Caregivers and clinicians have long known that profoundly neglected infants grow into children with behavioral issues: studies of children rescued from dismal Romanian orphanages often show a wide range of neurological and psychological deficits, known collectively as “Reaction Attachment Disorder.” The exact mechanisms behind these changes were not known.
Now, a groundbreaking new study conducted by researchers from Children’s Hospital Boston and Harvard Medical School has provided the world with a neurobiological model for how isolation can damage the developing brain:
By studying mice that had been isolated early in life, researchers led by Gabriel Corfas of Children’s Hospital Boston and Harvard Medical School hoped to uncover how social deprivation can affect the developing brain. After the mice had weaned, the researchers put them into one of three environments: One was a deluxe suite, enriched with fresh toys every other day and populated by friends of similar ages, one was a standard laboratory cage holding four mice, and one was a holding cell for total isolation.
After two weeks, mice in the deluxe suite and the regular cage showed no abnormalities in their behavior or brains. But mice that were isolated showed big changes. These animals were socially stunted, showing less signs of exploratory behavior and a diminished working memory. What’s more, the researchers uncovered stunted development in the brain’s white matter, which helps nerve cells communicate.
In a brain region called the prefrontal cortex, isolated mice had less of a fatty insulating substance called myelin that wraps around nerve cells and helps carry their messages. This part of the brain is thought to be crucial for high-level tasks like social interactions. Myelin-making cells called oligodendrocytes were also stunted. Normally these cells have elaborate, winding tendrils full of complex branches. But isolated mice’s oligodendrocytes were smaller and less elaborate, with fewer branches. The result “shows how sensitive the development of myelin is to experience,” Corfas says.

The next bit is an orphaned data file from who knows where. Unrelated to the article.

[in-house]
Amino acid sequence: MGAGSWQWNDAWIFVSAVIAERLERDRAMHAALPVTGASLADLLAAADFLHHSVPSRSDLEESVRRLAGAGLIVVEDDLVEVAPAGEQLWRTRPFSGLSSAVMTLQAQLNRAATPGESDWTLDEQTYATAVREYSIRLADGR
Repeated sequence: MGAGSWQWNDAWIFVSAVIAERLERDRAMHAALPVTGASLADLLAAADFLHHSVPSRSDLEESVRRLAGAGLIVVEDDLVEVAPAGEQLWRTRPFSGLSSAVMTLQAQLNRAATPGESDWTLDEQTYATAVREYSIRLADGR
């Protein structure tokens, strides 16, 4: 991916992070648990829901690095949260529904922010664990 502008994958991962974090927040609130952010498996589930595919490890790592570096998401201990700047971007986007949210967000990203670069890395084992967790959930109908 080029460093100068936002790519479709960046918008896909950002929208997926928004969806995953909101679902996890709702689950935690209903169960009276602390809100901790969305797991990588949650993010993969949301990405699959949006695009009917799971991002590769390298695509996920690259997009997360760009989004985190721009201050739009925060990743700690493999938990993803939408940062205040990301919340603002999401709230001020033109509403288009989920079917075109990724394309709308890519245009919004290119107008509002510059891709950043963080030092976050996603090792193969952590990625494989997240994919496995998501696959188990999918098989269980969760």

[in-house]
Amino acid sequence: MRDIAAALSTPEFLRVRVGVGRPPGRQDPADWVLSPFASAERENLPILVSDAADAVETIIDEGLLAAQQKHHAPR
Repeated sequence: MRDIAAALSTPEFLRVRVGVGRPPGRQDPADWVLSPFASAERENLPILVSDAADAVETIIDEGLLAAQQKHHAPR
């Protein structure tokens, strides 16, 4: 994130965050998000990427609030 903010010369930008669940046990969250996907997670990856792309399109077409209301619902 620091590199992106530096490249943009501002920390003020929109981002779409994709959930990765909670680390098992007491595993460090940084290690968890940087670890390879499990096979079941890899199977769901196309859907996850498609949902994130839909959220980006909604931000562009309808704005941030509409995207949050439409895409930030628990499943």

The two-week period after weaning was critical. If isolation happened three weeks after weaning, the mice didn’t show these deficits. Nor could the isolation effects be reversed later by moving the isolated mice into a better situation.
Human infants are born with very little myelin, but produce more of it as they get older. Mental stimulation is a crucial part of the development of human myelin. Corfas described the first two years of a child’s life as being a crucial window for development, and stated that Romanian infants removed from their orphanages before two years of age had a much better prognosis for development than those removed later.
The development of Reaction Attachment Disorder isn’t exclusive to Romanian orphans, but these victims of negligent state institutions have provided the best opportunity for study and, hopefully, the development of effective therapies.
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